Additionally, use paper bags and straws instead of plastic and buy long-lasting led light bulbs that reduce energy consumption. You can even plan a green long distance move when packing to relocate. Furthermore, research a bit about where and how to dispose materials safely. All of those may seem like nothing, but they do make a difference on a larger scale.

Recycling 101: What goes where?

So we picked products that are reusable and can be recycled, but not everything goes to the same place. Bins have different colors for different objects, and we have to know where goes what before we start throwing things away. These are mostly the same in all countries.

Man in White T-shirt holding a green box.

Green bins

In these tree-colored bins goes everything organic. This is the type of bin one would throw cat litter, house plants, tea bags, and soiled paper.

Blue Bins

This is the usual recycling bin used for plastic bottles and plates, glass bottles and jars, paper, and in some countries, plastic cups.

Black Bins

And finally, black bins are for everything that can't be moved to a recycling facility, like liquids, food waste, gum, baby wipes, etc.

Recycling 101: What else can we do?

Choosing the right materials for our everyday use and recycling is a small step toward our coexistence with nature. Thankfully with environmental awareness rising worldwide, companies across various industries, from relocation to logistics, have already taken action to ease the burden on our planet. A notable example is the moving crews from Beltway Movers, who continue to push for greener relocations.

Indeed, many activities, such as seashore cleaning or planting trees, significantly impact the environment. We must not underestimate the small things, like those that each and every one of us can do in our daily lives that may seem insignificant, but they are not. For example, limiting the amount of water usage is a big yes. From fixing leaks to taking short showers instead of big baths, you can keep the amount of water wasted to a minimum.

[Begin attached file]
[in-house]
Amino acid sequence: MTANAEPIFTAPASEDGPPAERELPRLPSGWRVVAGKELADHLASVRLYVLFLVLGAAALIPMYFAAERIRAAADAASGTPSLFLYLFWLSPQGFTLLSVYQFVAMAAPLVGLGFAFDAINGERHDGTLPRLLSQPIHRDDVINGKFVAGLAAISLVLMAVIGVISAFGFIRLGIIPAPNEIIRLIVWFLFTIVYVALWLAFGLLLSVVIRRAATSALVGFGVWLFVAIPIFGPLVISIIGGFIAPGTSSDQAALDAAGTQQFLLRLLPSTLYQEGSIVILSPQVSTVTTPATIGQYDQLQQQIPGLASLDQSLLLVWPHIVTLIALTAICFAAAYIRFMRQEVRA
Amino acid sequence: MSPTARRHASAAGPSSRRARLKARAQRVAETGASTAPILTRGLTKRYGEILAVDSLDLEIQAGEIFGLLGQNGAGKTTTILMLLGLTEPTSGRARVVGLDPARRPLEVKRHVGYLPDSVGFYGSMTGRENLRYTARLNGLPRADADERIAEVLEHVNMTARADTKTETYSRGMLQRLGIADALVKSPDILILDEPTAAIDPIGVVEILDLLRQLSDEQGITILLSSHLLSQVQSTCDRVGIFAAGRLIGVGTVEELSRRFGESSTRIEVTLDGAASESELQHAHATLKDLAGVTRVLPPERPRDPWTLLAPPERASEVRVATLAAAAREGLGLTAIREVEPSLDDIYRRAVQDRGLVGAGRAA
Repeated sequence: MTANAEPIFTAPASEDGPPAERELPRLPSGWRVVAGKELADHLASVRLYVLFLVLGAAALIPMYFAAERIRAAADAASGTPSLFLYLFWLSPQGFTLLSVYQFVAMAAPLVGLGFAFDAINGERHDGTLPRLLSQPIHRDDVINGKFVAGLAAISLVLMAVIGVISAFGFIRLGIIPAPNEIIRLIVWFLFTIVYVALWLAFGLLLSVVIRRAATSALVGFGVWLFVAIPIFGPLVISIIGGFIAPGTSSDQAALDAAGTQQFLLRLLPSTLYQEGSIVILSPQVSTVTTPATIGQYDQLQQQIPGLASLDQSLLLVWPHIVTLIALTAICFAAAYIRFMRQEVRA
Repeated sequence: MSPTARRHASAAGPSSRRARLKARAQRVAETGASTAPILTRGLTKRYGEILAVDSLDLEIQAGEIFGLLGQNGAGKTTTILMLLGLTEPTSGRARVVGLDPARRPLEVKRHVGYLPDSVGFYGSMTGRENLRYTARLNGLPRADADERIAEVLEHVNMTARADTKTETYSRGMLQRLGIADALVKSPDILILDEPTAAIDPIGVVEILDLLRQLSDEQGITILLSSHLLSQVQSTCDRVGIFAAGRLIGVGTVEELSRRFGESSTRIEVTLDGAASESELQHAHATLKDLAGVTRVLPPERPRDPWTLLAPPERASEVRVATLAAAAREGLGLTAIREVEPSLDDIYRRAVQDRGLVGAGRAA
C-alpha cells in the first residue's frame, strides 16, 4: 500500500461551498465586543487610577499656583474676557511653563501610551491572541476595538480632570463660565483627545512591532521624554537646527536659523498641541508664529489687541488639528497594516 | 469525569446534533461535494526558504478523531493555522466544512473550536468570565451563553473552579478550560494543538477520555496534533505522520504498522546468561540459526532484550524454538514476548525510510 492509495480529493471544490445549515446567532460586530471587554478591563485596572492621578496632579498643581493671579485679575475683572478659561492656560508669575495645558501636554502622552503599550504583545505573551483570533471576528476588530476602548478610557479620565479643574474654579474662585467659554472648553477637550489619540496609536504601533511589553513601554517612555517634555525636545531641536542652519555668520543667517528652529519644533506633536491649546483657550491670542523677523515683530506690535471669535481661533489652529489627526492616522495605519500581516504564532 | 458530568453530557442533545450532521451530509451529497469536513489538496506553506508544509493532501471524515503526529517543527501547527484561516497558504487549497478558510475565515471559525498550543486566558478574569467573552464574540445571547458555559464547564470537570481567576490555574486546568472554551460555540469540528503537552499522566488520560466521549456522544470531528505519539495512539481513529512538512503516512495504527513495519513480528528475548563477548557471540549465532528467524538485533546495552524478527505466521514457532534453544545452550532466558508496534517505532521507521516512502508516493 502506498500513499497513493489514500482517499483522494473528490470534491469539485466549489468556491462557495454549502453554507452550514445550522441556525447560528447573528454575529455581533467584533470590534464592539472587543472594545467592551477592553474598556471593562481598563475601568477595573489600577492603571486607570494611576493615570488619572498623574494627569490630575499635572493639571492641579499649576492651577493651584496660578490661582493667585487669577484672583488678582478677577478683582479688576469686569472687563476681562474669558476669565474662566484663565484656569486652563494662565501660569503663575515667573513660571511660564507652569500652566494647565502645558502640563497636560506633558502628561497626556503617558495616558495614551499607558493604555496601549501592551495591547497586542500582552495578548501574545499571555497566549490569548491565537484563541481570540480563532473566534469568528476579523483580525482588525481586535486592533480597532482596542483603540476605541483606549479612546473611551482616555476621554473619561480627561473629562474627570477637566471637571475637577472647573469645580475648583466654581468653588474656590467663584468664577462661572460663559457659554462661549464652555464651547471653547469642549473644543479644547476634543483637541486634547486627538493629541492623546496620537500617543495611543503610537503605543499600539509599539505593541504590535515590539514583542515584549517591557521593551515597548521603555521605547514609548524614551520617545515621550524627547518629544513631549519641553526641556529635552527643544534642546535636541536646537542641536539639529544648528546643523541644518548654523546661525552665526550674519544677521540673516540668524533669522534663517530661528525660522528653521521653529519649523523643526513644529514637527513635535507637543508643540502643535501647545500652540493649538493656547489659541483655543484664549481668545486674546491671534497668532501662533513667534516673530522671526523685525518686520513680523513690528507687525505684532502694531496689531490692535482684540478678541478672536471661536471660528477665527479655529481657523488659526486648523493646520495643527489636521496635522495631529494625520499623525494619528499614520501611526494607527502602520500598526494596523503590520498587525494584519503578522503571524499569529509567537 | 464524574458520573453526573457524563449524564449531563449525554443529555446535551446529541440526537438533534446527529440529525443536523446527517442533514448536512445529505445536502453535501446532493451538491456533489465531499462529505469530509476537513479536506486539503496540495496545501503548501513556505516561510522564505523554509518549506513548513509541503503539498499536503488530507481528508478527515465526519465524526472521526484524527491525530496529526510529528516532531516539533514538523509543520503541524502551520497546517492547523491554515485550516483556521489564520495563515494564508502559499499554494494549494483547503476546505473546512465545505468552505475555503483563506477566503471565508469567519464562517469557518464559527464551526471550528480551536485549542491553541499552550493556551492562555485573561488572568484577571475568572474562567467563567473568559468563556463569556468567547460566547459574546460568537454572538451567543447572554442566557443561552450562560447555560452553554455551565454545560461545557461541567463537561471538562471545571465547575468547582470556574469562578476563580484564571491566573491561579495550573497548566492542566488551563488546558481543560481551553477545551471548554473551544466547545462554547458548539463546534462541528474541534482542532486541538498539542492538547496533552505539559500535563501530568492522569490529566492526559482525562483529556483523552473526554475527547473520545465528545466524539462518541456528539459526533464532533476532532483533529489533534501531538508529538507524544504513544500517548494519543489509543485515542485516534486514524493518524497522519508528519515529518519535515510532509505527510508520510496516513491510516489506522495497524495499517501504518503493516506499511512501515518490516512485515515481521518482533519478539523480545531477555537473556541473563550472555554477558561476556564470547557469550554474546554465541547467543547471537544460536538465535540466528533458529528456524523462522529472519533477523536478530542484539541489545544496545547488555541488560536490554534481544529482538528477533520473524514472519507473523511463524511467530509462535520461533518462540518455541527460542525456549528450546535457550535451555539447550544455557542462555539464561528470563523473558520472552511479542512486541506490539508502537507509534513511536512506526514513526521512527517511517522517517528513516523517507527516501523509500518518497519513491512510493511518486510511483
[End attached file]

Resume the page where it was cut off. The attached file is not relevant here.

Kids watering Plants in a garden.

Bonus recycling 101: Know what are the mental benefits

Up until now, we've talked about how recycling keeps the environment healthy. However, did you know that it can keep you healthy as well? Studies have shown that going green significantly impacts your mental health and helps you improve your lifestyle. And one of the most crucial things it affects is the stress level. Additionally, a green lifestyle means fewer chemicals in your body, making you feel more positive and energetic.


Final words

As you can see, these recycling 101 tips are easy to implement in your everyday routine. However, don't forget to clean the things you wish to recycle. If you are unsure if you can recycle something, it's best to contact the nearest recycling center. They will let you know if the chosen item won't contaminate the rest of the objects. Also, you shouldn't recycle things that are too small (for example, smaller than a pocket watch), and for big ones that do not fit in a bin, it's best to contact the nearest recycling center.